TBH, I've got to agree with Kyad. An SSD is far and away the best way to improve computing experiences today, period. Processors, RAM, and even graphics cards have now evolved to the point where for the vast majority of users there will be an abundance of power for a rather low price; only high-end gaming, server tasks, and various workstation tasks will require a more expensive product from the above. On the other hand, computers are still handicapped by hard drive read/write times that aren't all that much improved from a decade ago. SSDs can and do cut down boot times by a whole order of magnitude, and make most simple applications (word, web browsers, etc.) boot instantly as opposed to a ~2-5 second lag, which makes for a very noticeably different and much more satisfying user experience. And yeah, for things which do require a lot of loading (like high detail game levels) it will cut down the loading time by an order of magnitude, as well.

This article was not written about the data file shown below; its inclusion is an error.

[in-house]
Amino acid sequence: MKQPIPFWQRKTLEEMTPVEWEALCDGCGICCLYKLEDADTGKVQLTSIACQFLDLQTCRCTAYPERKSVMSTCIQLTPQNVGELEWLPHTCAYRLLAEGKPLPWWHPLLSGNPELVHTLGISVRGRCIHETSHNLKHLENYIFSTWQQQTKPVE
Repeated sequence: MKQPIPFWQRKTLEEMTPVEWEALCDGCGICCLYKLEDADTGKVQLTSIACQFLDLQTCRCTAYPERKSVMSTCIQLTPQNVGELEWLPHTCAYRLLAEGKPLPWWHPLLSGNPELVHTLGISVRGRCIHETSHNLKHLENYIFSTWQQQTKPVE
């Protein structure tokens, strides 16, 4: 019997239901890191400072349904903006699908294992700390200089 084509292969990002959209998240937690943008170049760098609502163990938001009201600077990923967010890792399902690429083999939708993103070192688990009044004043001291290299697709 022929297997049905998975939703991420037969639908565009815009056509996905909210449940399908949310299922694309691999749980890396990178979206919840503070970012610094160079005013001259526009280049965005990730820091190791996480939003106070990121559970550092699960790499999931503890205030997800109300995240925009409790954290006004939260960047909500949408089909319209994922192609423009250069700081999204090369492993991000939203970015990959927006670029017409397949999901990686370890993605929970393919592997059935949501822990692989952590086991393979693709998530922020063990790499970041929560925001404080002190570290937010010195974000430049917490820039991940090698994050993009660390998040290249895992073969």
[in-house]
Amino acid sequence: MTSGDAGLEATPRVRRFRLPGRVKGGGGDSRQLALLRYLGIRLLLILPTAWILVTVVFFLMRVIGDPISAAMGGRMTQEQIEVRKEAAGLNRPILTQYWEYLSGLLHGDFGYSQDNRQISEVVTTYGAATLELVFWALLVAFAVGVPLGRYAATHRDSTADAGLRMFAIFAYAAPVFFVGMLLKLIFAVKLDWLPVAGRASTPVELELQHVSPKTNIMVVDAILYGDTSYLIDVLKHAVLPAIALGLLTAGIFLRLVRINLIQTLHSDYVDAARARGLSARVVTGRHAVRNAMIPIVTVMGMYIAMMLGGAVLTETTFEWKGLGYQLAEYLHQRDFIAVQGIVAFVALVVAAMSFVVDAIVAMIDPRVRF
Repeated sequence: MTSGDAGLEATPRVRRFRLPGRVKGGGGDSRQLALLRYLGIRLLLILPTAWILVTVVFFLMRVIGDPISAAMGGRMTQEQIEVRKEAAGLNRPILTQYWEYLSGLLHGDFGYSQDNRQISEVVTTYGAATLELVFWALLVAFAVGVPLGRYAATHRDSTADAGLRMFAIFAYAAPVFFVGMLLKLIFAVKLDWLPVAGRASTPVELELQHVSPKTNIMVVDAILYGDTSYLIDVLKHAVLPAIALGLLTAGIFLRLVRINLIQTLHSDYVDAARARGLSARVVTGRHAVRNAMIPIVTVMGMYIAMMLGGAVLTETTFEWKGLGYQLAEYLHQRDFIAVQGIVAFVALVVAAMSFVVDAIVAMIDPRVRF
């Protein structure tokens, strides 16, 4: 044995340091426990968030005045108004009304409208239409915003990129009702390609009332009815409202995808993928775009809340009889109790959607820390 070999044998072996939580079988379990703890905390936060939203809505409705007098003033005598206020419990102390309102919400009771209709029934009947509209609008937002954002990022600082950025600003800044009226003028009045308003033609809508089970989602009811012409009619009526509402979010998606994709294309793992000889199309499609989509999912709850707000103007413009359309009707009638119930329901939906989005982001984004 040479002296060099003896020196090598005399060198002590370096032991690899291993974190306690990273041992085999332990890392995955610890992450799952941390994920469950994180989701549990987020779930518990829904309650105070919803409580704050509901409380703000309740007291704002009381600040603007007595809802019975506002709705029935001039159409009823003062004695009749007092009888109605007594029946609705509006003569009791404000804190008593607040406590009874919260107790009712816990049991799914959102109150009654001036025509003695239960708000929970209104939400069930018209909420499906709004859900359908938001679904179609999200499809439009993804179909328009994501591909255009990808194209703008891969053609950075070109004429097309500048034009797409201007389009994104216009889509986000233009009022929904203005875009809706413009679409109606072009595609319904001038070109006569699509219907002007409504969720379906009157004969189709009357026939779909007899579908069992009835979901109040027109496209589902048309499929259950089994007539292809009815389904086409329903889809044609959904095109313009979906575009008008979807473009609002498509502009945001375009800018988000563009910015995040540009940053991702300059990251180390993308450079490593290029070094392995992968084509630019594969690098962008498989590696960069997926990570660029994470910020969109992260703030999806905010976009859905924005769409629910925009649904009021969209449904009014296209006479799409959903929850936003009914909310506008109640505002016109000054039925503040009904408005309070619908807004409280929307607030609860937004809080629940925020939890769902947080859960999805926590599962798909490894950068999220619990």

TL;DR: SSDs may be expensive, but their added benefit really will improve the overall experience, to a much higher degree than every other component (the next item of importance would be the graphics card, if you're a gamer, but even then you don't need THAT powerful a card to run really any game at this point above medium settings). Hence, it's best to include an SSD even if you have to skimp on other components, simply because it'll be the best value for your money in your daily use.
Also, to the OP, you don't really have to choose between SSD and a hard drive, if you don't want to. You can find super cheap hard drives now anyways, for about $50 for a 500 GB HD. So if you really need to use that much space, it wouldn't cost very much to upgrade